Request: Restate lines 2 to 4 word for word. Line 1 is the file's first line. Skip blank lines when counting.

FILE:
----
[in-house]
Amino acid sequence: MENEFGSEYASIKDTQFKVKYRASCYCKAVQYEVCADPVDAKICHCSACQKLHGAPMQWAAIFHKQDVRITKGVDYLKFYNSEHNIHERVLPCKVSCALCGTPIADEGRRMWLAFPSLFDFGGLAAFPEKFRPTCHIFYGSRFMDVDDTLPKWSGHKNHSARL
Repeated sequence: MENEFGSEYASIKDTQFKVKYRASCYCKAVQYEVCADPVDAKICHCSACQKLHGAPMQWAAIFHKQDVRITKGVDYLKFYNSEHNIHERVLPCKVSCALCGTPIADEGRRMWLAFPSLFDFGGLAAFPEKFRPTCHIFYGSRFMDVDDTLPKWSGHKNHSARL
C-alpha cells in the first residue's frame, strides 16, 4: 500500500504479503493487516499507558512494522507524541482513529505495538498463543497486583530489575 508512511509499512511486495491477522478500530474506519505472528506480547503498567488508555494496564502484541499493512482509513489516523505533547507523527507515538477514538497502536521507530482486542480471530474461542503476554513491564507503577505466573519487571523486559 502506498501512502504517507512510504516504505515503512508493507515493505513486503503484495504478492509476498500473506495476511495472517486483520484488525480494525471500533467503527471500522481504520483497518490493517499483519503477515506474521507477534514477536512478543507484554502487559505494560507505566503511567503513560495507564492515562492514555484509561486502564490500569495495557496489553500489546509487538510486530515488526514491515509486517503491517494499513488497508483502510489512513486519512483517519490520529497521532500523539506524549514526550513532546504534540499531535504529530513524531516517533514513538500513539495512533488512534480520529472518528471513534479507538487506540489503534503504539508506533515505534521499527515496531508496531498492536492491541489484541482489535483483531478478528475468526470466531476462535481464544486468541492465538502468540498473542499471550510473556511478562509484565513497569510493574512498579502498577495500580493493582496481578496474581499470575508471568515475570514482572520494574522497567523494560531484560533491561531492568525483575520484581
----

Amino acid sequence: MENEFGSEYASIKDTQFKVKYRASCYCKAVQYEVCADPVDAKICHCSACQKLHGAPMQWAAIFHKQDVRITKGVDYLKFYNSEHNIHERVLPCKVSCALCGTPIADEGRRMWLAFPSLFDFGGLAAFPEKFRPTCHIFYGSRFMDVDDTLPKWSGHKNHSARL
Repeated sequence: MENEFGSEYASIKDTQFKVKYRASCYCKAVQYEVCADPVDAKICHCSACQKLHGAPMQWAAIFHKQDVRITKGVDYLKFYNSEHNIHERVLPCKVSCALCGTPIADEGRRMWLAFPSLFDFGGLAAFPEKFRPTCHIFYGSRFMDVDDTLPKWSGHKNHSARL
C-alpha cells in the first residue's frame, strides 16, 4: 500500500504479503493487516499507558512494522507524541482513529505495538498463543497486583530489575 508512511509499512511486495491477522478500530474506519505472528506480547503498567488508555494496564502484541499493512482509513489516523505533547507523527507515538477514538497502536521507530482486542480471530474461542503476554513491564507503577505466573519487571523486559 502506498501512502504517507512510504516504505515503512508493507515493505513486503503484495504478492509476498500473506495476511495472517486483520484488525480494525471500533467503527471500522481504520483497518490493517499483519503477515506474521507477534514477536512478543507484554502487559505494560507505566503511567503513560495507564492515562492514555484509561486502564490500569495495557496489553500489546509487538510486530515488526514491515509486517503491517494499513488497508483502510489512513486519512483517519490520529497521532500523539506524549514526550513532546504534540499531535504529530513524531516517533514513538500513539495512533488512534480520529472518528471513534479507538487506540489503534503504539508506533515505534521499527515496531508496531498492536492491541489484541482489535483483531478478528475468526470466531476462535481464544486468541492465538502468540498473542499471550510473556511478562509484565513497569510493574512498579502498577495500580493493582496481578496474581499470575508471568515475570514482572520494574522497567523494560531484560533491561531492568525483575520484581